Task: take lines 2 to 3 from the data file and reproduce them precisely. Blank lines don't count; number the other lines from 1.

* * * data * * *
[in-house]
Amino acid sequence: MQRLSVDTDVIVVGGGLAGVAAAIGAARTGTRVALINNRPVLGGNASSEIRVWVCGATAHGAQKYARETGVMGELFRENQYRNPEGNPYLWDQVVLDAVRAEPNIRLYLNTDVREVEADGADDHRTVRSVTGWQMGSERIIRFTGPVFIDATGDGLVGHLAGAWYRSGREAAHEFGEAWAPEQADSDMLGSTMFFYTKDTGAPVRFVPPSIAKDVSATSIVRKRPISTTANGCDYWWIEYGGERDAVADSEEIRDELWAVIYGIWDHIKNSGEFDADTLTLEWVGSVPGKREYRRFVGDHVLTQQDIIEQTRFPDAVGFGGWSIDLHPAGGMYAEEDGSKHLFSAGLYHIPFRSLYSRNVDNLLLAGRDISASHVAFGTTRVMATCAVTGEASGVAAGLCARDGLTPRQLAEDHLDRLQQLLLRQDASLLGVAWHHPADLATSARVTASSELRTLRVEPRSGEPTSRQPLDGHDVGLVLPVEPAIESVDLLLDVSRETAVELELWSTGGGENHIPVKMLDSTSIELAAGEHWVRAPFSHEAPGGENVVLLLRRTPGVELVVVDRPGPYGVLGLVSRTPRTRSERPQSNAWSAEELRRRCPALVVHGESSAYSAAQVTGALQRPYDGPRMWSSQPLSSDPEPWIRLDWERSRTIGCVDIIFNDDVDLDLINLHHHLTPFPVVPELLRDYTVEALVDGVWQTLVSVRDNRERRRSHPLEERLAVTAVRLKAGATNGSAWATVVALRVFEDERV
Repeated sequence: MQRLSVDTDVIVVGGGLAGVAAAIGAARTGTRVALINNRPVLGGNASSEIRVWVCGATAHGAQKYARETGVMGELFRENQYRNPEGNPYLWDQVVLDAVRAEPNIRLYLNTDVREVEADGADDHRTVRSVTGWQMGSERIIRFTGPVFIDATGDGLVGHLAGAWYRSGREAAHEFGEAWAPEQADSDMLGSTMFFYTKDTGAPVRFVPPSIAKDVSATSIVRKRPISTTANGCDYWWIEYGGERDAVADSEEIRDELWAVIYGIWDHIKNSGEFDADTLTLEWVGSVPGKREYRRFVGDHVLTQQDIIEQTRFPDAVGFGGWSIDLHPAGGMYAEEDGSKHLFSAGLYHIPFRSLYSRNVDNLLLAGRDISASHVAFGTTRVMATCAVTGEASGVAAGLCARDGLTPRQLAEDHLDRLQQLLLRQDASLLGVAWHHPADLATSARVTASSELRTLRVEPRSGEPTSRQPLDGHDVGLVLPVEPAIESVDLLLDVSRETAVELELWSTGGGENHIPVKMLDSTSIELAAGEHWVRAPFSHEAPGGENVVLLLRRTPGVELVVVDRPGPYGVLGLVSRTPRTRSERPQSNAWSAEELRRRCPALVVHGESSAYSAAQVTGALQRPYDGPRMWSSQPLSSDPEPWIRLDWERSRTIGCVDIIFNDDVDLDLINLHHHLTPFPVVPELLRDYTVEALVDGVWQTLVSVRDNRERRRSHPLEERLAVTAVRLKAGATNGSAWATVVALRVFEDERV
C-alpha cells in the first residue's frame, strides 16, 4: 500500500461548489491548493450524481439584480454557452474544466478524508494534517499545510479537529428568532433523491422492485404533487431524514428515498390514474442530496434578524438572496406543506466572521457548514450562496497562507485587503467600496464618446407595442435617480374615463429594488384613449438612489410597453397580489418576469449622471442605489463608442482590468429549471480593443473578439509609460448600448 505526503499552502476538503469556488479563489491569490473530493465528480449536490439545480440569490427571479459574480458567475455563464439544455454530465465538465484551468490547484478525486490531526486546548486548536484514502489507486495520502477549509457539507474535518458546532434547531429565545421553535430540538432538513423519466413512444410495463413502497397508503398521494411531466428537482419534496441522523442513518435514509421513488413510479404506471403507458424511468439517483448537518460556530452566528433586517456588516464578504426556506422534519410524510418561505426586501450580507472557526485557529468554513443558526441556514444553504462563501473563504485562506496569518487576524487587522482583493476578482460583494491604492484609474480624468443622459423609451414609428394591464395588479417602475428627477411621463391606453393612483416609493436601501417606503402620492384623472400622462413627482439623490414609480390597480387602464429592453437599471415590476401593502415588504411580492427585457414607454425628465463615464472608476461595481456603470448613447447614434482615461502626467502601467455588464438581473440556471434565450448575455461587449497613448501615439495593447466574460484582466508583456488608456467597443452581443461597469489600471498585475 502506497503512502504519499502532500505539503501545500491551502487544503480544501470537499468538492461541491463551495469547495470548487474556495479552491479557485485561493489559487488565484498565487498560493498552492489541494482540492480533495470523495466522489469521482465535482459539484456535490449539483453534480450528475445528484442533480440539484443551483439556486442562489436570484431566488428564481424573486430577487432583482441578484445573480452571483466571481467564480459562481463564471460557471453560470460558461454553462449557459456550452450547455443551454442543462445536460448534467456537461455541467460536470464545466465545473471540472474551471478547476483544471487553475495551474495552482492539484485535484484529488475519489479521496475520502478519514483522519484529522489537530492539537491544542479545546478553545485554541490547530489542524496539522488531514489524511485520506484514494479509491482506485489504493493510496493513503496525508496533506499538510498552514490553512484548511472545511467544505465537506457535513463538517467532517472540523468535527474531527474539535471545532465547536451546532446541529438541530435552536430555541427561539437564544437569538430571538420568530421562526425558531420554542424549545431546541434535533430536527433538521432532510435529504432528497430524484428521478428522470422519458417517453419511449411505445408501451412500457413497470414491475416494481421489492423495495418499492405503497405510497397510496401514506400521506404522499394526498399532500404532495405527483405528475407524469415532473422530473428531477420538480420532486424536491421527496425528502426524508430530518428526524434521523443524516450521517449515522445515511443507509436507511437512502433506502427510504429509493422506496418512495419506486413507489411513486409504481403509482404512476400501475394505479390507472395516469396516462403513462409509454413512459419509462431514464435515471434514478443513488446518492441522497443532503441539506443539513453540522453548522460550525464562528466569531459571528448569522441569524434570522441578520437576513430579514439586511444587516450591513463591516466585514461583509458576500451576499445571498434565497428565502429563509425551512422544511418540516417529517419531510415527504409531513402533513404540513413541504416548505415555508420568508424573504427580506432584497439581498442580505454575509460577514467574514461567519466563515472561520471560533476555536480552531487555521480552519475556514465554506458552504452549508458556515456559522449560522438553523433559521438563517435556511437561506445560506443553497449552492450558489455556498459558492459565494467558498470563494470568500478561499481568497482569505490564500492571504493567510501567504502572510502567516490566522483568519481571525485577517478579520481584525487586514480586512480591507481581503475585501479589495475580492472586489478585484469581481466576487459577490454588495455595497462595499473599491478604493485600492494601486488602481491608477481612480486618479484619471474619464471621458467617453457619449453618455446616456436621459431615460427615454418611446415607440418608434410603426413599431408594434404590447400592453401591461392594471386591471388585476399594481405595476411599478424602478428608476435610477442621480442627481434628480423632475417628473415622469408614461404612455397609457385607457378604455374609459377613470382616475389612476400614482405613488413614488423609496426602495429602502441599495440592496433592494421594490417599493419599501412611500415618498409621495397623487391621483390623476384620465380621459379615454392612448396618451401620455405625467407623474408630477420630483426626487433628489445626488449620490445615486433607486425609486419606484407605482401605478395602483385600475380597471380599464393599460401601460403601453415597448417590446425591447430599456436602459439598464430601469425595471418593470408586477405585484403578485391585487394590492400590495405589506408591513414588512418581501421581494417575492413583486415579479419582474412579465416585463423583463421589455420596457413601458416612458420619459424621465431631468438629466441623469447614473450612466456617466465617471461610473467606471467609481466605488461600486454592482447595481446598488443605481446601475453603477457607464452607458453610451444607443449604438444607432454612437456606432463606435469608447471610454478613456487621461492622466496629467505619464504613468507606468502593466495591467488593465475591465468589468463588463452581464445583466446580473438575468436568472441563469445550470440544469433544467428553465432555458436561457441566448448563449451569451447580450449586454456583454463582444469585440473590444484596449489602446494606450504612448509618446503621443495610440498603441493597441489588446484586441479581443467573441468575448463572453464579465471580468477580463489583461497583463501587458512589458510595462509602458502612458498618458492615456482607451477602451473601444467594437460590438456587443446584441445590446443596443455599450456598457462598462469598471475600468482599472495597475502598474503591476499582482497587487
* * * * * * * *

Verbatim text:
Amino acid sequence: MQRLSVDTDVIVVGGGLAGVAAAIGAARTGTRVALINNRPVLGGNASSEIRVWVCGATAHGAQKYARETGVMGELFRENQYRNPEGNPYLWDQVVLDAVRAEPNIRLYLNTDVREVEADGADDHRTVRSVTGWQMGSERIIRFTGPVFIDATGDGLVGHLAGAWYRSGREAAHEFGEAWAPEQADSDMLGSTMFFYTKDTGAPVRFVPPSIAKDVSATSIVRKRPISTTANGCDYWWIEYGGERDAVADSEEIRDELWAVIYGIWDHIKNSGEFDADTLTLEWVGSVPGKREYRRFVGDHVLTQQDIIEQTRFPDAVGFGGWSIDLHPAGGMYAEEDGSKHLFSAGLYHIPFRSLYSRNVDNLLLAGRDISASHVAFGTTRVMATCAVTGEASGVAAGLCARDGLTPRQLAEDHLDRLQQLLLRQDASLLGVAWHHPADLATSARVTASSELRTLRVEPRSGEPTSRQPLDGHDVGLVLPVEPAIESVDLLLDVSRETAVELELWSTGGGENHIPVKMLDSTSIELAAGEHWVRAPFSHEAPGGENVVLLLRRTPGVELVVVDRPGPYGVLGLVSRTPRTRSERPQSNAWSAEELRRRCPALVVHGESSAYSAAQVTGALQRPYDGPRMWSSQPLSSDPEPWIRLDWERSRTIGCVDIIFNDDVDLDLINLHHHLTPFPVVPELLRDYTVEALVDGVWQTLVSVRDNRERRRSHPLEERLAVTAVRLKAGATNGSAWATVVALRVFEDERV
Repeated sequence: MQRLSVDTDVIVVGGGLAGVAAAIGAARTGTRVALINNRPVLGGNASSEIRVWVCGATAHGAQKYARETGVMGELFRENQYRNPEGNPYLWDQVVLDAVRAEPNIRLYLNTDVREVEADGADDHRTVRSVTGWQMGSERIIRFTGPVFIDATGDGLVGHLAGAWYRSGREAAHEFGEAWAPEQADSDMLGSTMFFYTKDTGAPVRFVPPSIAKDVSATSIVRKRPISTTANGCDYWWIEYGGERDAVADSEEIRDELWAVIYGIWDHIKNSGEFDADTLTLEWVGSVPGKREYRRFVGDHVLTQQDIIEQTRFPDAVGFGGWSIDLHPAGGMYAEEDGSKHLFSAGLYHIPFRSLYSRNVDNLLLAGRDISASHVAFGTTRVMATCAVTGEASGVAAGLCARDGLTPRQLAEDHLDRLQQLLLRQDASLLGVAWHHPADLATSARVTASSELRTLRVEPRSGEPTSRQPLDGHDVGLVLPVEPAIESVDLLLDVSRETAVELELWSTGGGENHIPVKMLDSTSIELAAGEHWVRAPFSHEAPGGENVVLLLRRTPGVELVVVDRPGPYGVLGLVSRTPRTRSERPQSNAWSAEELRRRCPALVVHGESSAYSAAQVTGALQRPYDGPRMWSSQPLSSDPEPWIRLDWERSRTIGCVDIIFNDDVDLDLINLHHHLTPFPVVPELLRDYTVEALVDGVWQTLVSVRDNRERRRSHPLEERLAVTAVRLKAGATNGSAWATVVALRVFEDERV